Daniels proceeded to drink for the next three months until he decided to stop and seek professional help. Considering his entire journey, sobriety is seen as two distinct periods, when it has been just a three month period of relapsing. One was trying to do it on his own and the second time when he realized that he can’t do this on his own.

Daniels experience reveals a common misconception that many people have about sobriety, that the ultimate goal and the ultimate proof of its existence are the absence of drinking, and while this is an important piece to sobriety, it is but only the beginning. After being sober for a period of time, you begin to understand that alcohol was not your problem, alcohol was merely the manifestation of your problem and paradoxically, for a while, the solution. The absence of the drink does not necessarily equate to a recovery from alcoholism, it simply means that the drink has been removed. Many people who are not alcoholics do not understand this, and in fact, many people who are alcoholics, until they get sober, do not understand this either.

Daniels goes on to say that after relapsing, he realized that he needed professionals who knew a lot more than he did about alcoholism in order to get the help that he needed. He was aware that his way of attempting to get sober on his own did not work and that only through seeking professional help from outside, could he manage to find sobriety again. Daniels hasn’t had a drink since then, which is just over 10 years.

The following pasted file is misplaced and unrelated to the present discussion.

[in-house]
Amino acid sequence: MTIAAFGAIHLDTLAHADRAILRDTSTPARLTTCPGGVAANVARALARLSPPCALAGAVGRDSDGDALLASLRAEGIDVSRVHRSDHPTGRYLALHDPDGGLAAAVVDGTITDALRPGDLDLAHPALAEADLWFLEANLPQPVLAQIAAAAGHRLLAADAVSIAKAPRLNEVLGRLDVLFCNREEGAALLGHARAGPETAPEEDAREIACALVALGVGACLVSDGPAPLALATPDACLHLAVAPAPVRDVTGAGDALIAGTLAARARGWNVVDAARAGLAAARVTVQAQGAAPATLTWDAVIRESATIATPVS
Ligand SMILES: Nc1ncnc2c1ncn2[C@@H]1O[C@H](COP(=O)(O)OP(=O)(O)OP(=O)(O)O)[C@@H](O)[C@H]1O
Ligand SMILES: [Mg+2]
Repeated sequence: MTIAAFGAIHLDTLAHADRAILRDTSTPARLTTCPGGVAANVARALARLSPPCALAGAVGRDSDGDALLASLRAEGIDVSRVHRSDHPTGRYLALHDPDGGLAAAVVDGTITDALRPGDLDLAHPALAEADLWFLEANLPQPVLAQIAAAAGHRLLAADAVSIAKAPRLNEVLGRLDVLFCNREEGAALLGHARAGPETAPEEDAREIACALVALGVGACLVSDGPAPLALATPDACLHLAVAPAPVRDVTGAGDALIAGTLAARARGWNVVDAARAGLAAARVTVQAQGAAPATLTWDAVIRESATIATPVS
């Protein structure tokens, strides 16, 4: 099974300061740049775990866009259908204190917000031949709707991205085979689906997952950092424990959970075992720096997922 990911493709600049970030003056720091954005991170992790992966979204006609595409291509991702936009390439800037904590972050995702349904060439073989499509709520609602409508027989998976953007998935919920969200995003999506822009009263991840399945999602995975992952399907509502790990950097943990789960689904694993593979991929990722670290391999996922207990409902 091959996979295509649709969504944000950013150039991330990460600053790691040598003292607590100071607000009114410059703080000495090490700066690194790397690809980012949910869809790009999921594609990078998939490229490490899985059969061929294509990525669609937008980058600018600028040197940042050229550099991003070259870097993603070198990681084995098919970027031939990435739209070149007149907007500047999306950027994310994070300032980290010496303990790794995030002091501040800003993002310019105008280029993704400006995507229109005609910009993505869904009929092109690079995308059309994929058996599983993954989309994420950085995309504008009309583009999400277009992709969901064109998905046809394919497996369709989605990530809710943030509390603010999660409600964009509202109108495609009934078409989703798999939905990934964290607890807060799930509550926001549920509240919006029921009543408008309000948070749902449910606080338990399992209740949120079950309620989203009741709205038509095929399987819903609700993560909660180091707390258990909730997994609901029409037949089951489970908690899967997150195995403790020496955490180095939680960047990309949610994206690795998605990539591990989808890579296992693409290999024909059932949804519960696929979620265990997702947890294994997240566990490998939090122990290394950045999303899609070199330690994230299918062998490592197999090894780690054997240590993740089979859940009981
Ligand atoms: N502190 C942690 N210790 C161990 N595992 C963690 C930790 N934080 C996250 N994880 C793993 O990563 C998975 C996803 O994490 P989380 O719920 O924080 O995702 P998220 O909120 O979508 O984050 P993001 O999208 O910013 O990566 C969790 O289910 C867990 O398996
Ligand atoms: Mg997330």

An interesting aspect of this story is the time frame of Daniels’ relapse. It only lasted for 3 months. The time periods in between sobriety seems to get shorter and shorter once the cycle of sobriety and relapse begins. For instance, let’s say someone drank for 10 years before they entered their first rehab. They may achieve some measure of sobriety for a few months and then they go out and drink again. That person will more than likely enter into a treatment center again within the year. This means that they went from being able to go 10 years without entering into a treatment center, to only a year without entering into a treatment center. This pattern usually continues, with the time periods in between attempts at sobriety, getting shorter and shorter until the person achieves sobriety.

If there is something that is absent, it is the sense of guilt about his relapse. Many alcoholics feel a tremendous amount of guilt for being sober for a period of time and then going back to their old ways. There is usually a feeling that they have let down their family and friends and any trust that has been built up over the years has instantly been wiped away by a single moment of weakness in relapse. This guilt is enough to drive many back into relapsing, and it could be tremendously difficult to deal with it. But relapsing is nothing to feel ashamed of, as the true measure of a man is often discovered in his failures and not his successes. If you have found yourself in this position, seeking to get sober after a relapse, don’t let guilt keep you away from seeking the professional help you need.